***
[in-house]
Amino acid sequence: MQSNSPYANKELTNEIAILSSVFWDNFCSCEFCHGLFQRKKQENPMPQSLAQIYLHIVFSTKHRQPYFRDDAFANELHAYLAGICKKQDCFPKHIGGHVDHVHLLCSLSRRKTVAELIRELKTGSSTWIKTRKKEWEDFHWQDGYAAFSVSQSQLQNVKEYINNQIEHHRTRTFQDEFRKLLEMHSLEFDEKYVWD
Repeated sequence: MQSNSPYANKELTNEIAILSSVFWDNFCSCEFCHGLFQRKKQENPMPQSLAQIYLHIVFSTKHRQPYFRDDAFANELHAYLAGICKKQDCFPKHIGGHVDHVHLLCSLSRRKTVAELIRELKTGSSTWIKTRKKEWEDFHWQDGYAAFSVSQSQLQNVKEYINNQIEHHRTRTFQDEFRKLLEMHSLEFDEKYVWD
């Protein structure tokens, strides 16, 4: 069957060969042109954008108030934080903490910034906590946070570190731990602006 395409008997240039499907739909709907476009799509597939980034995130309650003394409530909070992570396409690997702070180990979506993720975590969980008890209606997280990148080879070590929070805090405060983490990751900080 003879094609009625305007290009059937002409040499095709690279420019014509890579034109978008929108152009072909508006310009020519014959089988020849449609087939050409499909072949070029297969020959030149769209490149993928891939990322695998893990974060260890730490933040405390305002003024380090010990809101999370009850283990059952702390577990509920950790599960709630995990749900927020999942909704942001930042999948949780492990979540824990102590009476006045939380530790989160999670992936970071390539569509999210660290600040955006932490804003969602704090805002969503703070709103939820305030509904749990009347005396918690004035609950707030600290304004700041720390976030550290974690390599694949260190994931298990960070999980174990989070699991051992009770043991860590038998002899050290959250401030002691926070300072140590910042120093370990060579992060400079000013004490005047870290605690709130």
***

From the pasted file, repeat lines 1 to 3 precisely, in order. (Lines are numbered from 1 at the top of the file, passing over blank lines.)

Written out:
[in-house]
Amino acid sequence: MQSNSPYANKELTNEIAILSSVFWDNFCSCEFCHGLFQRKKQENPMPQSLAQIYLHIVFSTKHRQPYFRDDAFANELHAYLAGICKKQDCFPKHIGGHVDHVHLLCSLSRRKTVAELIRELKTGSSTWIKTRKKEWEDFHWQDGYAAFSVSQSQLQNVKEYINNQIEHHRTRTFQDEFRKLLEMHSLEFDEKYVWD
Repeated sequence: MQSNSPYANKELTNEIAILSSVFWDNFCSCEFCHGLFQRKKQENPMPQSLAQIYLHIVFSTKHRQPYFRDDAFANELHAYLAGICKKQDCFPKHIGGHVDHVHLLCSLSRRKTVAELIRELKTGSSTWIKTRKKEWEDFHWQDGYAAFSVSQSQLQNVKEYINNQIEHHRTRTFQDEFRKLLEMHSLEFDEKYVWD